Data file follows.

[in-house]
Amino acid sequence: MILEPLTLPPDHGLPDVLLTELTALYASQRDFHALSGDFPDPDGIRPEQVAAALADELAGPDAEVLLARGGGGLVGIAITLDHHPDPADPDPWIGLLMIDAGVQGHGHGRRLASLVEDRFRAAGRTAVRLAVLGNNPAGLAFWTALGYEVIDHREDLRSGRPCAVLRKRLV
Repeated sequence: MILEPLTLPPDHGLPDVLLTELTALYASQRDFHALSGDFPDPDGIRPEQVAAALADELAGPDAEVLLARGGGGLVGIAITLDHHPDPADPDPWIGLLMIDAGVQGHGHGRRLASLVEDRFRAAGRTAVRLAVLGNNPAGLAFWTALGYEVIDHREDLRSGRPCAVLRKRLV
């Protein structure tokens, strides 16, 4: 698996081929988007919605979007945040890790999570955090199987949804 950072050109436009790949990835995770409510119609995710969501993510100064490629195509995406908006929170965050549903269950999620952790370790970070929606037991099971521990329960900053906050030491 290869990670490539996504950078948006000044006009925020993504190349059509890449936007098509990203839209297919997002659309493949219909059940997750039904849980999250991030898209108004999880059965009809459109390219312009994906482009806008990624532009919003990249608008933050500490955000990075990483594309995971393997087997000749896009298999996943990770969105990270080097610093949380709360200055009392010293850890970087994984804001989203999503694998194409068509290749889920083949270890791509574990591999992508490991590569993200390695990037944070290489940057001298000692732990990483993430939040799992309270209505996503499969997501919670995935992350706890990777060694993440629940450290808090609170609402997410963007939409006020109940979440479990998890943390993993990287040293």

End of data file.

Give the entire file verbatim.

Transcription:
[in-house]
Amino acid sequence: MILEPLTLPPDHGLPDVLLTELTALYASQRDFHALSGDFPDPDGIRPEQVAAALADELAGPDAEVLLARGGGGLVGIAITLDHHPDPADPDPWIGLLMIDAGVQGHGHGRRLASLVEDRFRAAGRTAVRLAVLGNNPAGLAFWTALGYEVIDHREDLRSGRPCAVLRKRLV
Repeated sequence: MILEPLTLPPDHGLPDVLLTELTALYASQRDFHALSGDFPDPDGIRPEQVAAALADELAGPDAEVLLARGGGGLVGIAITLDHHPDPADPDPWIGLLMIDAGVQGHGHGRRLASLVEDRFRAAGRTAVRLAVLGNNPAGLAFWTALGYEVIDHREDLRSGRPCAVLRKRLV
């Protein structure tokens, strides 16, 4: 698996081929988007919605979007945040890790999570955090199987949804 950072050109436009790949990835995770409510119609995710969501993510100064490629195509995406908006929170965050549903269950999620952790370790970070929606037991099971521990329960900053906050030491 290869990670490539996504950078948006000044006009925020993504190349059509890449936007098509990203839209297919997002659309493949219909059940997750039904849980999250991030898209108004999880059965009809459109390219312009994906482009806008990624532009919003990249608008933050500490955000990075990483594309995971393997087997000749896009298999996943990770969105990270080097610093949380709360200055009392010293850890970087994984804001989203999503694998194409068509290749889920083949270890791509574990591999992508490991590569993200390695990037944070290489940057001298000692732990990483993430939040799992309270209505996503499969997501919670995935992350706890990777060694993440629940450290808090609170609402997410963007939409006020109940979440479990998890943390993993990287040293």